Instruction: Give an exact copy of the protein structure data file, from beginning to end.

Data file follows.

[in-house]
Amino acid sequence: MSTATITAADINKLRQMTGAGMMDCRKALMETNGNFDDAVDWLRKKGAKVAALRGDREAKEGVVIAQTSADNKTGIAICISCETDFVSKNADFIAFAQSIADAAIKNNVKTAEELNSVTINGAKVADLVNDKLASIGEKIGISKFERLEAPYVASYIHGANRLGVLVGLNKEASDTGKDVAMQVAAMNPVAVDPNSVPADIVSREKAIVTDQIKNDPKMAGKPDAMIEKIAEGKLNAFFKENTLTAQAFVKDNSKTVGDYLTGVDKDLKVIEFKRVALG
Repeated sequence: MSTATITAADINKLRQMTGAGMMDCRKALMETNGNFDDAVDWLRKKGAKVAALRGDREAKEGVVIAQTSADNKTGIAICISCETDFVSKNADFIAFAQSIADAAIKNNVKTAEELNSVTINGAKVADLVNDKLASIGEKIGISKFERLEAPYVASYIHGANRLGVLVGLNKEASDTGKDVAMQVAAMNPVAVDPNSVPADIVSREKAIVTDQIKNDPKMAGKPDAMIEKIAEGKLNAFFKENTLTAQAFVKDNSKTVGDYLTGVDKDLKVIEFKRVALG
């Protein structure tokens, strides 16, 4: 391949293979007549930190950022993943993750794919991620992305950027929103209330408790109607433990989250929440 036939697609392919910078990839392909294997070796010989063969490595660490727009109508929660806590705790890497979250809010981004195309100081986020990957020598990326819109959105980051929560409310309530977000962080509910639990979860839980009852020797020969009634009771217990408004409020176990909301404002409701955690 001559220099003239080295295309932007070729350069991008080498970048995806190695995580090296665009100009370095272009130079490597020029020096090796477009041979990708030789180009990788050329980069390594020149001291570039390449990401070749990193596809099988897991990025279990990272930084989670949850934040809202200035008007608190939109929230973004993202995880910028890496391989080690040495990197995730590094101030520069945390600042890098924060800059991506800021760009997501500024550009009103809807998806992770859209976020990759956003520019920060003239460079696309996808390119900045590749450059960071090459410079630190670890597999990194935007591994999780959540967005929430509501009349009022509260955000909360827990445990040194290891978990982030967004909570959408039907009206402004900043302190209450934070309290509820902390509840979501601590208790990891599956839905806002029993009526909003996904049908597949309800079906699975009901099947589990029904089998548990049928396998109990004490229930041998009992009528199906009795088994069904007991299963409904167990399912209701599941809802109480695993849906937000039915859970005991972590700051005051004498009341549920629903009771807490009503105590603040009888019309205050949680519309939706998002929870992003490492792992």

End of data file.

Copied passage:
[in-house]
Amino acid sequence: MSTATITAADINKLRQMTGAGMMDCRKALMETNGNFDDAVDWLRKKGAKVAALRGDREAKEGVVIAQTSADNKTGIAICISCETDFVSKNADFIAFAQSIADAAIKNNVKTAEELNSVTINGAKVADLVNDKLASIGEKIGISKFERLEAPYVASYIHGANRLGVLVGLNKEASDTGKDVAMQVAAMNPVAVDPNSVPADIVSREKAIVTDQIKNDPKMAGKPDAMIEKIAEGKLNAFFKENTLTAQAFVKDNSKTVGDYLTGVDKDLKVIEFKRVALG
Repeated sequence: MSTATITAADINKLRQMTGAGMMDCRKALMETNGNFDDAVDWLRKKGAKVAALRGDREAKEGVVIAQTSADNKTGIAICISCETDFVSKNADFIAFAQSIADAAIKNNVKTAEELNSVTINGAKVADLVNDKLASIGEKIGISKFERLEAPYVASYIHGANRLGVLVGLNKEASDTGKDVAMQVAAMNPVAVDPNSVPADIVSREKAIVTDQIKNDPKMAGKPDAMIEKIAEGKLNAFFKENTLTAQAFVKDNSKTVGDYLTGVDKDLKVIEFKRVALG
């Protein structure tokens, strides 16, 4: 391949293979007549930190950022993943993750794919991620992305950027929103209330408790109607433990989250929440 036939697609392919910078990839392909294997070796010989063969490595660490727009109508929660806590705790890497979250809010981004195309100081986020990957020598990326819109959105980051929560409310309530977000962080509910639990979860839980009852020797020969009634009771217990408004409020176990909301404002409701955690 001559220099003239080295295309932007070729350069991008080498970048995806190695995580090296665009100009370095272009130079490597020029020096090796477009041979990708030789180009990788050329980069390594020149001291570039390449990401070749990193596809099988897991990025279990990272930084989670949850934040809202200035008007608190939109929230973004993202995880910028890496391989080690040495990197995730590094101030520069945390600042890098924060800059991506800021760009997501500024550009009103809807998806992770859209976020990759956003520019920060003239460079696309996808390119900045590749450059960071090459410079630190670890597999990194935007591994999780959540967005929430509501009349009022509260955000909360827990445990040194290891978990982030967004909570959408039907009206402004900043302190209450934070309290509820902390509840979501601590208790990891599956839905806002029993009526909003996904049908597949309800079906699975009901099947589990029904089998548990049928396998109990004490229930041998009992009528199906009795088994069904007991299963409904167990399912209701599941809802109480695993849906937000039915859970005991972590700051005051004498009341549920629903009771807490009503105590603040009888019309205050949680519309939706998002929870992003490492792992």